Automated planning is a fundamental area of AI,
concerned with computing behaviors which when executed in an initial
state realize the goals and objectives of the agent. In the last 15
years, we have seen great advances in the efficiency of automated
planning techniques, as a consequence of a variety of innovations,
including advances in heuristic search for classical planning, and the
application of classical planning to non-classical planning
tasks. Nevertheless, industrial-level scalability remains a
fundamental challenge to the broad applicability of AI automated
planning techniques. This is especially notable when the space of
objects is (possibly) infinite or when there is inherent uncertainty
about the initial plan parameters.
This workshop aims to bring together researchers working on emerging
directions for addressing this challenge, including: (1) achieving
scalability through plans that include cyclic flow of control and
solve large classes of problems, (2) acquisition (through learning or
search) of domain control knowledge for reducing the cost of planning,
or otherwise structuring the space of solutions, (3) automated
composition of pre-existing control modules like software services,
and (4) synthesis of program-like structures from partial programs or
goal-specifications. Common to all of these approaches is the notion
of generalized plans, or plans that include rich control structures
that resemble programs. In addition, all of these approaches share the
fundamental problem of evaluating whether a given control structure
will be helpful in developing a scalable solution for a given class of
problem instances. While these approaches have achieved promising
results, many fundamental challenges remain regarding the synthesis,
analysis and composition of such generalized plans.
The focus of this workshop is on techniques for addressing these
challenges in particular, and more generally on scalable
representation and reasoning techniques for planning. An additional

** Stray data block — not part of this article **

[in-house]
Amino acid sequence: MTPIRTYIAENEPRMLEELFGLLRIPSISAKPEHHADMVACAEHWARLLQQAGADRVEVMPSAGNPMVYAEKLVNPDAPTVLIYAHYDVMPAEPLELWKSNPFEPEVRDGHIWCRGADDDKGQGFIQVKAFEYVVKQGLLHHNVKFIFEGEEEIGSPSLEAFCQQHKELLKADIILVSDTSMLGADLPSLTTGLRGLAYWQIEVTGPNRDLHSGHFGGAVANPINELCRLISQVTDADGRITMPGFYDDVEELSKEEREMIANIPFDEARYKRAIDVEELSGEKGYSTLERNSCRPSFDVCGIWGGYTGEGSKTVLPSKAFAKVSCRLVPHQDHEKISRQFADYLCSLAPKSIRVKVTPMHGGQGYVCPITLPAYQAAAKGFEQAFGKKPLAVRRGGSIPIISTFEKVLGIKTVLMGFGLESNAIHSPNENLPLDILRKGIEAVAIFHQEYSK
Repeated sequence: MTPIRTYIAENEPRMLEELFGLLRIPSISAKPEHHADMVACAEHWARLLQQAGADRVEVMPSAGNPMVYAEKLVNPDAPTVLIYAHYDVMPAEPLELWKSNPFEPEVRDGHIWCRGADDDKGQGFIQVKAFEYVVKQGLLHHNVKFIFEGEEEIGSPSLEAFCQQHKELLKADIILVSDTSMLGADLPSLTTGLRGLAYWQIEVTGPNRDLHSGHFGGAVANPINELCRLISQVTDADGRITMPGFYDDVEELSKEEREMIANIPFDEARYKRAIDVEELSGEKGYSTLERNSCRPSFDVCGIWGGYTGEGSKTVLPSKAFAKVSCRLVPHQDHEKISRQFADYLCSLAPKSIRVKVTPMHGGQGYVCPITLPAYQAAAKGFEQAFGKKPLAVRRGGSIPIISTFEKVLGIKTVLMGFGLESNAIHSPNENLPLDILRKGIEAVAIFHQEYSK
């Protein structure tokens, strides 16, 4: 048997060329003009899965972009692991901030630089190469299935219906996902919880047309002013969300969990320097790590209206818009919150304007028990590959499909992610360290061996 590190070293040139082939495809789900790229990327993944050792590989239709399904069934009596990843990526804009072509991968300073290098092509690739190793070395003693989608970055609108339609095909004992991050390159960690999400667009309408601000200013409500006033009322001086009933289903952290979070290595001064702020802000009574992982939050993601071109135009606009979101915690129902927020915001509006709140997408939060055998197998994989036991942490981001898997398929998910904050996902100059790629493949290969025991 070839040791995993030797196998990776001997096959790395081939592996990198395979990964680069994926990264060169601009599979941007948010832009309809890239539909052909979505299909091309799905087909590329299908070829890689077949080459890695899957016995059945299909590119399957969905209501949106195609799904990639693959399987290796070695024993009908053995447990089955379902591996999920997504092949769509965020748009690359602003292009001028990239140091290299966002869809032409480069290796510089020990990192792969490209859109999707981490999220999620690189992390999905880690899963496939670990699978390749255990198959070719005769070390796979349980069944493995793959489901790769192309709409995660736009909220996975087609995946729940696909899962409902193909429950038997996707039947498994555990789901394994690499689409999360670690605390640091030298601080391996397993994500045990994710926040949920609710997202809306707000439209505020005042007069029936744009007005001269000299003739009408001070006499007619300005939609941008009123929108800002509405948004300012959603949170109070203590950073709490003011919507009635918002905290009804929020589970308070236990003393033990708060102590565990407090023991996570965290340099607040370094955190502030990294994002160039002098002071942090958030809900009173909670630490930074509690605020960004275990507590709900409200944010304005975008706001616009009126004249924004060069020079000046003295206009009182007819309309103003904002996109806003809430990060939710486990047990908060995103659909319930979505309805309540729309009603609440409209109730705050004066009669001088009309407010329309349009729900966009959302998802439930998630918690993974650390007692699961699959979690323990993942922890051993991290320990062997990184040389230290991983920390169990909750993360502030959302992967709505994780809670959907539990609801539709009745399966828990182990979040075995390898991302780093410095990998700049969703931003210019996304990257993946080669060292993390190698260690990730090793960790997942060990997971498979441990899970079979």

objective is to reevaluate some of the most fundamental, traditionally
accepted notions in planning about plan structure and representation
of domain knowledge. Some of the questions motivating this workshop
In addition to these key questions, we would like to additionally emphasize and encourage submissions on the following theme:
- How can we effectively find, represent and utilize high-level knowledge about planning domains?
- What separates planning problems from program synthesis??
- How can we effectively embed complex control structures in planning algorithms??
- What are the computational limits to the feasibility of these problems??
- Can restricted formulations of generalized planning that are practical and efficiently solvable be developed??
- How can abstraction techniques for understanding, analyzing and
reasoning about programs be utilized for generalized planning??
We believe a deeper integration of machine learning approaches and planning algorithms presents an exciting and novel direction for formulating and solving generalized planning.
- How can we learn generalized plans and partial policies from data?
Topics of interest to this workshop bring together research being
conducted in a range of areas, including classical planning, knowledge
engineering, partial policies and hierarchical reinforcement learning,
plan verification, and model checking.
Potential topics include but are not limited to:
- generating plans with loops
- generating parametrized plans
- program synthesis
- instantiating parametrized plans
- learning macro actions
- learning domain control knowledge
- planning with domain control knowledge (e.g., Golog, HTNs,
- planning with partial policies
- generating robust or partial schedules
- work-flows as plans
Paper Format and Submission
We invite technical papers (up
to 8 pages), position papers
(up to 2 pages).
We invite submissions describing either work in progress or mature
work that has already been published at other research venues and
would be of interest to researchers working on generalized
planning. Submission of previously published work in whole or in part
may be in the form of a resubmission of a previous paper, or in the
form of a position paper that overviews and cites a body of work.
Submissions of papers being reviewed at other venues are welcome since this is a non archival venue and we will not require a transfer of copyright. If such papers are currently under blind review, please anonymize the submission.
All papers should be typeset in the AAAI style, described at
Papers should be submitted via EasyChair at https://easychair.org/conferences/?conf=genplan2017.
Workshop related queries can be addressed to a common alias: genplan17